William Davenant

Licensed 19 January 1634

a synoptic, alphabetical character list


Lady Ample is a young and wealthy widow who has been under the control of her parsimonious and greedy guardian, Sir Tyrant Thrift. She, like many of the other characters in this play, lives on her wits. In her case, this means convincing gentlemen to give her extravagant gifts without compromising her virtue. She undertakes the reeducation of the elder Pallatine by pretending to be in love with him and then assisting his brother, the younger Pallatine, in springing a trap designed to show up his vanity. She also instructs Lucy to take money from her lover, not give it away, and pretends to have died, convincing her guardian that he has inherited everything. After extracting a promise of implicit lifelong obedience from the elder Pallatine at the end of the play, she marries him as soon as her wardship expires.


The steward to Sir Tyrant Thrift, he is entirely in the service of Lady Ample and helps to convince the elder Pallatine that she is in love with him, and he also convinces Thrift that she has died.


Lady Ample's "woman," or maid, she also assists Lady Ample's schemes.


Lucy, beloved of the younger Pallatine, undergoes a substantial transformation in the course of the play. At the beginning, she is in the thrall of a wealthy aunt, who is also a religious bigot. She gives the younger Pallatine all of her jewels and money in order to keep him out of trouble. Her aunt consequently throws her out of the house. Her aunt believes that she has given away her virtue as well. Taken in by Lady Ample, she is instructed to consider her beauty and wit a gift worthy of substantial remuneration, and she learns to ask the younger Pallatine for money to defray her expenses. A full participant in the schemes of Lady Ample and the younger Pallatine, she marries the latter at the end of the play.


A "ghost character." Although this character is not named and does not physically appear in the play, her frequently reported offstage cruelty to Lucy and exaggerated piety sets the plot of the play in motion.


A soldier newly home from Holland. He is desperately poor. The younger Pallatine gives him money and new clothing in exchange for his assistance in his (the younger Pallatine's) schemes, which include convincing both the elder Pallatine and Thwack to wait for a wealthy lady in a deserted room and taking off all of their clothes. He, along with Pert, then proceed to rifle the clothing for their expensive hatbands, jewelry, and money.


The older brother of the younger Pallatine. Without being cruel, he is foolish and thoughtless. Instead of helping his younger brother with his financial needs, he determines to show him that, in London, a man may live by his wits alone. To this end, he and Sir Morglay Thwack loan out the rents of their lands for pious purposes and arrive in London richly dressed, convinced that they will be able to get ladies to pay for all of their expenses. Lady Ample, his younger brother, and Lucy show him his mistake. He is tricked into an empty room, stripped of his fine clothes, arrested, and finally locked in a trunk. Instead of being cross, he is enchanted with his brother's cleverness and Lady Ample's beauty and wit, and begs the latter to marry him. He agrees to sign a financial document for her, sight unseen, and this act of faith wins him his bride, who knows that he is easily controlled.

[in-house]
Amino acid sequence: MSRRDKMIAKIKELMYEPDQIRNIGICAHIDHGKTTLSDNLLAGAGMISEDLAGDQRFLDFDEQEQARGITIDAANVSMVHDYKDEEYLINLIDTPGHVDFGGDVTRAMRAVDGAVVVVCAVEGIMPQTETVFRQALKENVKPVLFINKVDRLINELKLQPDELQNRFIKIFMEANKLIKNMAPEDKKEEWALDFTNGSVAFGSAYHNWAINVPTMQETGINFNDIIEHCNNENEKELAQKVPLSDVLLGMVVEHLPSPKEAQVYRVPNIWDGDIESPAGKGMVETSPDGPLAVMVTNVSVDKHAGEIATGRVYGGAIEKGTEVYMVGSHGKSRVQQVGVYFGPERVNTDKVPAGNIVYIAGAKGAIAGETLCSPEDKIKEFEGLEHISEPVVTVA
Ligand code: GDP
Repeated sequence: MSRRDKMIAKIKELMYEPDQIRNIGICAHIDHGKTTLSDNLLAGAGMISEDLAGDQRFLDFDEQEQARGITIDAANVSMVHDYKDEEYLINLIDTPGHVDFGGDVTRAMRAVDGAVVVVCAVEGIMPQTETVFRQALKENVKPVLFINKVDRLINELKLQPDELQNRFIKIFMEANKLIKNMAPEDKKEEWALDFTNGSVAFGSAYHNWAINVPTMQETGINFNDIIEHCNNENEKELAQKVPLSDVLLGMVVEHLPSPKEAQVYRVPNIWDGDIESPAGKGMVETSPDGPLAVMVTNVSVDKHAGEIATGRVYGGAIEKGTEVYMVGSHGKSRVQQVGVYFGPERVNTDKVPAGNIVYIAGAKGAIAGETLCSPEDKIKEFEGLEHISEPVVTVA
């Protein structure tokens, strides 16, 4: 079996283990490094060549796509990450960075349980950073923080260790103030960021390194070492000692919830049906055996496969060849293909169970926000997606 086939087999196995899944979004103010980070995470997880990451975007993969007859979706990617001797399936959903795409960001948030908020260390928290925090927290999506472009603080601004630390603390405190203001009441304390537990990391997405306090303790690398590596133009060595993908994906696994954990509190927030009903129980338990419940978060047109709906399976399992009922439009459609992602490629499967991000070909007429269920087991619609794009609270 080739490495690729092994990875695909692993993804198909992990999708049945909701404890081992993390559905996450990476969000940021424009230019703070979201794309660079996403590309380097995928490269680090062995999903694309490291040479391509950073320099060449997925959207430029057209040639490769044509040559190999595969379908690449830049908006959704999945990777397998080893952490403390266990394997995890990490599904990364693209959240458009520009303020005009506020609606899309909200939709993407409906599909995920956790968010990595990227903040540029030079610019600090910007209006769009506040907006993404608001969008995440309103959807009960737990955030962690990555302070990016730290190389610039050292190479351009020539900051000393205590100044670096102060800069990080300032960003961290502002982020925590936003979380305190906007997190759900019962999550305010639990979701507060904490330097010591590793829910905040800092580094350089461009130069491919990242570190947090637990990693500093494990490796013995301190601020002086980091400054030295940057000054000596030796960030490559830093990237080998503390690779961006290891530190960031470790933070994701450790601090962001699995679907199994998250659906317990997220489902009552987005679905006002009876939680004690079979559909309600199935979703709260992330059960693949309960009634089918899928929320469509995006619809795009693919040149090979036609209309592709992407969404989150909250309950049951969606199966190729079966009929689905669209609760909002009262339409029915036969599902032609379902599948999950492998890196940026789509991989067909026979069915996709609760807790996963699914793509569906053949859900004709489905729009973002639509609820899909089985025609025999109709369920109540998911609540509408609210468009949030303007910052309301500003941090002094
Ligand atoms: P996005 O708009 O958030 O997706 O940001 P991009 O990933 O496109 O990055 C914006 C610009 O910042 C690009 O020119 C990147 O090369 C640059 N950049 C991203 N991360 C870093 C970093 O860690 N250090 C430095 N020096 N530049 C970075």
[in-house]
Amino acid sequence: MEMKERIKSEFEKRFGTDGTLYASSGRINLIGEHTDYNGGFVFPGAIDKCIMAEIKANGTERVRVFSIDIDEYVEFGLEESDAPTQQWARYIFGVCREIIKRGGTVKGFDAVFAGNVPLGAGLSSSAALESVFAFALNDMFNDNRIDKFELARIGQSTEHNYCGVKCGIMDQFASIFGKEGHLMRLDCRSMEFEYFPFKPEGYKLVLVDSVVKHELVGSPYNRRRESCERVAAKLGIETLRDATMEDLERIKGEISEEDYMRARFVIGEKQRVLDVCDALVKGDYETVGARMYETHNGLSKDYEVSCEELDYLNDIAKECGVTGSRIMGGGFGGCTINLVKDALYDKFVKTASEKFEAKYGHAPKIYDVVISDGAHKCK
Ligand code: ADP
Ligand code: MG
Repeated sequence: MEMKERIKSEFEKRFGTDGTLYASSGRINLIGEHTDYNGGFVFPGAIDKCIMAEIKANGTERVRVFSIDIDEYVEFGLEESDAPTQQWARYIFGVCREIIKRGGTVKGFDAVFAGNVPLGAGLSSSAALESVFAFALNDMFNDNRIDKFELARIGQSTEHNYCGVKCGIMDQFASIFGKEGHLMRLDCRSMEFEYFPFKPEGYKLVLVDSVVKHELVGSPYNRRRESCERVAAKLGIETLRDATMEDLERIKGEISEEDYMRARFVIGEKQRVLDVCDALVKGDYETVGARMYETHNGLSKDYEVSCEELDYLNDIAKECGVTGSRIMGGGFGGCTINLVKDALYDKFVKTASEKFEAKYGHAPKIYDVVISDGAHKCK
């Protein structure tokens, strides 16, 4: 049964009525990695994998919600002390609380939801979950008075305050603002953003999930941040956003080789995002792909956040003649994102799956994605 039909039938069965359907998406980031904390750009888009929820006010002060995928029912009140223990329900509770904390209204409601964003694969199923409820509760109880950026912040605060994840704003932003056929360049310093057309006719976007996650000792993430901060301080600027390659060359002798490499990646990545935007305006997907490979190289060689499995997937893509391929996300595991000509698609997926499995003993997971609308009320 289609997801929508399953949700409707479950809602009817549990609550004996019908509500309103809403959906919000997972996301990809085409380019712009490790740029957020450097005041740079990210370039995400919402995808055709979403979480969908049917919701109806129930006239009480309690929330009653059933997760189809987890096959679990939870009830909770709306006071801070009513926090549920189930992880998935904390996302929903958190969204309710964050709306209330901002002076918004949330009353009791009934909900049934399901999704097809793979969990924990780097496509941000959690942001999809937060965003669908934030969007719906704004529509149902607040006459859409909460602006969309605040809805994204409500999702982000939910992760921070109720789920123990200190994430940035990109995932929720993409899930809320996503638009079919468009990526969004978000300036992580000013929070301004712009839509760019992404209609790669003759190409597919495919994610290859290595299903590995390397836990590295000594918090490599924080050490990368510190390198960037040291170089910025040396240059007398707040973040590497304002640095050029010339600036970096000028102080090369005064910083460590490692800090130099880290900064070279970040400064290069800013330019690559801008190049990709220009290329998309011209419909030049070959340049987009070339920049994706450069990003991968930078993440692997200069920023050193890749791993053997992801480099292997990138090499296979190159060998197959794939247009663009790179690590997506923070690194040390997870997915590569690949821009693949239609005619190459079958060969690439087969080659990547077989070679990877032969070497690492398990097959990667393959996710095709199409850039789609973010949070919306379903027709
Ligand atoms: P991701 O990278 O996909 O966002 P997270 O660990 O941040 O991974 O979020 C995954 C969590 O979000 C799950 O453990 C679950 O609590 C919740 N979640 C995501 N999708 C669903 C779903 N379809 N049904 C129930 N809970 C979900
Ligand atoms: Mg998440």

In love with Lucy and desperately strapped for cash. At the beginning of the play he meets his friends Meager and Pert, who are in worse shape than he is. He takes Lucy's money, but that gets her into trouble. After it is clear that he can expect no help from his brother, he sets about fooling him and Thwack into parting with their money. His schemes successful, he is able to give Lucy money, and after his brother signs Lady Ample's document (which gives him an estate), and Thwack asks him to be his heir, he is able to marry Lucy at the end of the play.


Like Meager, a recently returned soldier. He is very poor, a friend of the younger Pallatine, and a full participant in his schemes.


The landlady of the house in which the younger Pallatine's schemes are enacted. At first she, Snore and Mistress Snore are convinced that some sort of illegal and bawdy activity is taking place. She engages in much arguing with Mistress Snore about their relative virtue and fertility.


A classic dull-minded constable in the tradition of Dogberry. He arrests both the elder Pallatine and Thwack. After he becomes aware that it is all an elaborate hoax, he is delighted to go along with the scheme.


An easily excited woman. She is keen on reporting wrongdoing in her neighbor Mistress Queasy's house and eager to make her husband perform his constabulary duty.


Lady Ample's guardian. He plans to marry her off against her will before his guardianship expires. Instead, he is pleased to find that she is apparently dying, leaving him her entire fortune. He demonstrates his heartlessness by his plans to bury her cheaply. This is, of course, another of Lady Ample's tricks, and his greedy schemes are foiled.


The elder Pallatine's friend. He is equally determined to live by his wits–and off ladies–at the beginning of the play. He has agreed to take on the ladies over forty, while the elder Pallatine woos the younger ladies, but they quarrel about this early on. The elder Pallatine tricks him with the same empty-house scheme that was earlier used on him. Thwack is persuaded by the younger Pallatine to take his revenge. Like the elder Pallatine, he is very amused by the younger Pallatine's wit and adopts him as his heir.